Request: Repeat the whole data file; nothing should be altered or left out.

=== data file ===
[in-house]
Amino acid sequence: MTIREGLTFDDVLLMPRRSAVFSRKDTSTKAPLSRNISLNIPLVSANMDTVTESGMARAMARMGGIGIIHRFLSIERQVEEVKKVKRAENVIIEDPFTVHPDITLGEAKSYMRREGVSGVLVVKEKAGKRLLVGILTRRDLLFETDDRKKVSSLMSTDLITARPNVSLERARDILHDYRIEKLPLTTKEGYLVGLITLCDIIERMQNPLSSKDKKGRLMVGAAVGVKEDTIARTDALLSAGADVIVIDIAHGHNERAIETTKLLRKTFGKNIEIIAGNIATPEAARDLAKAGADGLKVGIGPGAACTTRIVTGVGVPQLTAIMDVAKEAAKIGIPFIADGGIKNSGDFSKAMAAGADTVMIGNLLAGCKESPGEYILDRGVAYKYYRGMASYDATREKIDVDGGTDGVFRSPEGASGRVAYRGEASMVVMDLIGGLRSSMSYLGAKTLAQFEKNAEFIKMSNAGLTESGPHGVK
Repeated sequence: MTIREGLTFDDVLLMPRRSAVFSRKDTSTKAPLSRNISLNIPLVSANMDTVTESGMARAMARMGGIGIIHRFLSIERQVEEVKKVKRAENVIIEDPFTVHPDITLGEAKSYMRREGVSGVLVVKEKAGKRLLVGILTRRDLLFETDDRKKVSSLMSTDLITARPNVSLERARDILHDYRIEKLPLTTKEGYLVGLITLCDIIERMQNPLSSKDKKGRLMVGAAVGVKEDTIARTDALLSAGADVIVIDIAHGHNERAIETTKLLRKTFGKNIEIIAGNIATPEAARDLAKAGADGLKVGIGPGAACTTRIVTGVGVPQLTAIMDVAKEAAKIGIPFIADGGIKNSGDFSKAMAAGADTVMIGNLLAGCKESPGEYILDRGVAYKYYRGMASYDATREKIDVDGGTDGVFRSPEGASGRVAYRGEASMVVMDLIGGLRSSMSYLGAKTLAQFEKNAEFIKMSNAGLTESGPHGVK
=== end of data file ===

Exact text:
[in-house]
Amino acid sequence: MTIREGLTFDDVLLMPRRSAVFSRKDTSTKAPLSRNISLNIPLVSANMDTVTESGMARAMARMGGIGIIHRFLSIERQVEEVKKVKRAENVIIEDPFTVHPDITLGEAKSYMRREGVSGVLVVKEKAGKRLLVGILTRRDLLFETDDRKKVSSLMSTDLITARPNVSLERARDILHDYRIEKLPLTTKEGYLVGLITLCDIIERMQNPLSSKDKKGRLMVGAAVGVKEDTIARTDALLSAGADVIVIDIAHGHNERAIETTKLLRKTFGKNIEIIAGNIATPEAARDLAKAGADGLKVGIGPGAACTTRIVTGVGVPQLTAIMDVAKEAAKIGIPFIADGGIKNSGDFSKAMAAGADTVMIGNLLAGCKESPGEYILDRGVAYKYYRGMASYDATREKIDVDGGTDGVFRSPEGASGRVAYRGEASMVVMDLIGGLRSSMSYLGAKTLAQFEKNAEFIKMSNAGLTESGPHGVK
Repeated sequence: MTIREGLTFDDVLLMPRRSAVFSRKDTSTKAPLSRNISLNIPLVSANMDTVTESGMARAMARMGGIGIIHRFLSIERQVEEVKKVKRAENVIIEDPFTVHPDITLGEAKSYMRREGVSGVLVVKEKAGKRLLVGILTRRDLLFETDDRKKVSSLMSTDLITARPNVSLERARDILHDYRIEKLPLTTKEGYLVGLITLCDIIERMQNPLSSKDKKGRLMVGAAVGVKEDTIARTDALLSAGADVIVIDIAHGHNERAIETTKLLRKTFGKNIEIIAGNIATPEAARDLAKAGADGLKVGIGPGAACTTRIVTGVGVPQLTAIMDVAKEAAKIGIPFIADGGIKNSGDFSKAMAAGADTVMIGNLLAGCKESPGEYILDRGVAYKYYRGMASYDATREKIDVDGGTDGVFRSPEGASGRVAYRGEASMVVMDLIGGLRSSMSYLGAKTLAQFEKNAEFIKMSNAGLTESGPHGVK